Yasiel Puig has not started three of the Dodgers’ last seven games, all against righties, as Don Mattingly has tried to work Carl Crawford back into the outfield rotation. Puig sitting in such situations is not something anyone would’ve predicted before the season — he seemed like the one true lock in the outfield — but a year of injury and frequent ineffectiveness has made that the right move, to be honest.
Mark Saxon of ESPN reports that Mattingly had a sit-down with Puig about it before yesterday’s game, and that it actually went OK:
“I just let him know that he’s not just going to automatically be out of there against righties. He’s going to be in there, it’s just occasional days off,” Mattingly said. “I know a couple have come here recently as we want to mix Carl back in.
“He seemed to be OK with it. He didn’t look like he was ready to hit me or anything,” Mattingly joked.
Man, that Puig. Not showing any fire when told that he’s not gonna play every day. A real scrappy professional would’ve been ready to hit his manager in that situation.
In all seriousness, though, Puig could use the time off. Look at this bat flip:
Need to get back on track before he completely forgets how to flip ’em.
Rob Biertempfel of The Athletic reports that the Pirates have decided to convert outfielder JB Shuck into a two-way player. Recent comments relayed from the club’s director of player development, Larry Broadway, indicated that the outfielder would be coached in developing his pitching skills while working at Triple-A Indianapolis.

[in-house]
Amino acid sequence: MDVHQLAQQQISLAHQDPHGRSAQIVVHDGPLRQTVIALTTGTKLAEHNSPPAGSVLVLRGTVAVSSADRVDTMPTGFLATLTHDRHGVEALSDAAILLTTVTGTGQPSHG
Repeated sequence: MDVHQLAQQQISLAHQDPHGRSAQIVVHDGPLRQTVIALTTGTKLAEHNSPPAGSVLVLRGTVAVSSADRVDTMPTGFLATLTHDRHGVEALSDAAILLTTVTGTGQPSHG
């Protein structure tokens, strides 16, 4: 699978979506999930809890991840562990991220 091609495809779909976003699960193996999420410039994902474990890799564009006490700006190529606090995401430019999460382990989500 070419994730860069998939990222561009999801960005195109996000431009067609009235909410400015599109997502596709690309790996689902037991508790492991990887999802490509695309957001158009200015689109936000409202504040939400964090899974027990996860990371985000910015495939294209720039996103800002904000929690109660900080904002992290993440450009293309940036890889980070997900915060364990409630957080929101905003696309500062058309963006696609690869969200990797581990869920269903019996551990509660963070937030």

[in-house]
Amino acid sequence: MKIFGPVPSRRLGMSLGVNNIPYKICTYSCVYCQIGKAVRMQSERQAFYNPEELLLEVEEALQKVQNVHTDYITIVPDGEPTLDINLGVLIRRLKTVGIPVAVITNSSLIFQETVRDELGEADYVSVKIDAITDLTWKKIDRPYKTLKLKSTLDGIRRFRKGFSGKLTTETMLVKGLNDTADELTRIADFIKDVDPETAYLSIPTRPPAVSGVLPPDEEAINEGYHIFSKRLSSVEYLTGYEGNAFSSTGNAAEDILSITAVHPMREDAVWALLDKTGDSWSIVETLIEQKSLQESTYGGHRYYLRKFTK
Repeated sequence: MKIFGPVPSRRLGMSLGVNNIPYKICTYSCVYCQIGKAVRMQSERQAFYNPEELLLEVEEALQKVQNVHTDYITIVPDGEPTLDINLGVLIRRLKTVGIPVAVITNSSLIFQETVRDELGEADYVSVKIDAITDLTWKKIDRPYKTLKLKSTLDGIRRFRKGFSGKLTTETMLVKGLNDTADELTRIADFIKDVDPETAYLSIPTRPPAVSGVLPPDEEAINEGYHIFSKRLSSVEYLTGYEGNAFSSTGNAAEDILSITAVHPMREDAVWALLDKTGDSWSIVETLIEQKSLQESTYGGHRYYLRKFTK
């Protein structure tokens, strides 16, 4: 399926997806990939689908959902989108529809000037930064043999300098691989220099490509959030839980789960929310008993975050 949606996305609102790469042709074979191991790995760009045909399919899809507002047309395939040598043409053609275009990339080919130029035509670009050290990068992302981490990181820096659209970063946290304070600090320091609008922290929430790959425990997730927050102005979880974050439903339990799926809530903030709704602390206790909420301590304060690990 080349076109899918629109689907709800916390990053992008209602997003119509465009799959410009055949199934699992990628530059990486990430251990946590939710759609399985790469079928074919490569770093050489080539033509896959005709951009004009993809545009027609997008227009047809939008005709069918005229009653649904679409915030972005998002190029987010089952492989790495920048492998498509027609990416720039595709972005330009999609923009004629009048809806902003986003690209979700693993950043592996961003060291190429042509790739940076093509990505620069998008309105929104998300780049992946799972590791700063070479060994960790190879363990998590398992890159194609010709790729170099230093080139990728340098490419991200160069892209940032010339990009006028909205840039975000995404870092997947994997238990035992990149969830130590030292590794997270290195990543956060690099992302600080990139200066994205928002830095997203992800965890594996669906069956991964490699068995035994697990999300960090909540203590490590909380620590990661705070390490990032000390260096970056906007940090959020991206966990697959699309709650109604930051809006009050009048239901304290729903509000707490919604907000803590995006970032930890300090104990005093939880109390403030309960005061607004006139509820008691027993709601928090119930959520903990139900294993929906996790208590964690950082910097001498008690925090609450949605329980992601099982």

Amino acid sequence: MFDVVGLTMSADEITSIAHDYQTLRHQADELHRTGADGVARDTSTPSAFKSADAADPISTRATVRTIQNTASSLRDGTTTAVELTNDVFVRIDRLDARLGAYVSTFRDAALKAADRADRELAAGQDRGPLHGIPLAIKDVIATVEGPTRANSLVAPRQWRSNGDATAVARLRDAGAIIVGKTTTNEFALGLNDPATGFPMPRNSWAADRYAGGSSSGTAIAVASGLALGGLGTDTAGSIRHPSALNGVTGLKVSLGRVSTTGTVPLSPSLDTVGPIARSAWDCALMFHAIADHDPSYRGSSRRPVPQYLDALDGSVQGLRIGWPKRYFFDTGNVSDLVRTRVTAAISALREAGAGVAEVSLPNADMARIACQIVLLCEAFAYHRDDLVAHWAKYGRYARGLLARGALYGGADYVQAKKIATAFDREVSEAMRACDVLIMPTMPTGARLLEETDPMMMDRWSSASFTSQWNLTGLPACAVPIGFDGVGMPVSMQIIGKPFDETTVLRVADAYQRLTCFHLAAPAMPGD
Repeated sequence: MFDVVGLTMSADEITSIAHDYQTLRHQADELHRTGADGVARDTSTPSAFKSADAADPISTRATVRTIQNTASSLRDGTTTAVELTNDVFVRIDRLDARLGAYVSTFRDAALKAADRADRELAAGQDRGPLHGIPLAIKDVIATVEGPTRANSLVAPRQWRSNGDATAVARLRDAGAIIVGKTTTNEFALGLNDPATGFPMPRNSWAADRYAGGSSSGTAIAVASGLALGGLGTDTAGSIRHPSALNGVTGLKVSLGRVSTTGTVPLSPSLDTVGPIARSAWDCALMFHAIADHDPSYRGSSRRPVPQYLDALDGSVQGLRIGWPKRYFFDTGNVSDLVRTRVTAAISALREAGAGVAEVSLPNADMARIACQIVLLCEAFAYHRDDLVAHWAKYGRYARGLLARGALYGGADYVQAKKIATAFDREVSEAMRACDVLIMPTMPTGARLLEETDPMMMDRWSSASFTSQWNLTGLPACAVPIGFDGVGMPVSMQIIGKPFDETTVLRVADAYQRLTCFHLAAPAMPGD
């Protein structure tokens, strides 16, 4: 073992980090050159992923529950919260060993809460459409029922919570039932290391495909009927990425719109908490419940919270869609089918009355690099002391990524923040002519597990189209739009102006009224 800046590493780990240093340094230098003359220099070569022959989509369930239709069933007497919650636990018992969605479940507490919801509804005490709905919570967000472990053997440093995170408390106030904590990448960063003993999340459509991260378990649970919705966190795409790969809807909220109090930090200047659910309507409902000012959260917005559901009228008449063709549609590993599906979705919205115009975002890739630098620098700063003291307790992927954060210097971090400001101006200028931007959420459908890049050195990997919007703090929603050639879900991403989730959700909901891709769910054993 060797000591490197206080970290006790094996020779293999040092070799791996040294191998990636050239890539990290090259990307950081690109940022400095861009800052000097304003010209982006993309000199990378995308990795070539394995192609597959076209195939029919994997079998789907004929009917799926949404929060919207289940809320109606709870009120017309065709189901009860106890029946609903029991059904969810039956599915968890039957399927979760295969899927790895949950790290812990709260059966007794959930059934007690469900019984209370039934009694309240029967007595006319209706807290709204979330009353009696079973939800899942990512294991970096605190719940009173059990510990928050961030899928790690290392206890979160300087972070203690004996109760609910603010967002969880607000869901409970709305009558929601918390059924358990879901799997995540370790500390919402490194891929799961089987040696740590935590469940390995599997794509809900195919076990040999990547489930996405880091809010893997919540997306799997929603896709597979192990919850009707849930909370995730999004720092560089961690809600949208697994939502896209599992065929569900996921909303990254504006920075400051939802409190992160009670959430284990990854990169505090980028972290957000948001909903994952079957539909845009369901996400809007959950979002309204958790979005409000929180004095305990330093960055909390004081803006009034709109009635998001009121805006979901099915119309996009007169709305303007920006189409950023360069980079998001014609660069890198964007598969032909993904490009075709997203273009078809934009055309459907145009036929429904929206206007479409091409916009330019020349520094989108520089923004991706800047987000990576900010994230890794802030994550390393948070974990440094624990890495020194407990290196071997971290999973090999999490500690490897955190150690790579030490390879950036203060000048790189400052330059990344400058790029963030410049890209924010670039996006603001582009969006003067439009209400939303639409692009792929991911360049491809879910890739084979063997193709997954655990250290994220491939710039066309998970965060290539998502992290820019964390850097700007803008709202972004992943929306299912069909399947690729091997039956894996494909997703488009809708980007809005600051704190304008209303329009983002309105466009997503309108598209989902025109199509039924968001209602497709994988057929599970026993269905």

Per Broadway, the change would be enacted to help the veteran outfielder develop some much-needed versatility in the majors, where he’s only ever been limited to outfield and DH responsibilities. Well, except for the two games in which he pitched an inning of relief: once, against the Nationals in a blowout 11-4 loss in 2016, then in a similarly painful loss to the Diamondbacks this past April. During the latter outing, he finished the game with a 13-pitch ninth inning after allowing just one hit and one walk.
Add to that one minor-league outing in 2012, and the 31-year-old Shuck has pitched just three times over the course of his 12-season career in pro ball. While he has three years of experience on the mound from his college days, he’ll need quite a bit of preparation to handle the kind of workload expected from a two-way outfielder/reliever: 20+ innings pitched over a season and 20+ games played as a designated hitter or position player.
Still, his lack of experience doesn’t seem to faze Broadway, at least not this early in the process. There’s no word yet on how soon Shuck would be expected to debut his new skillset on a major-league level.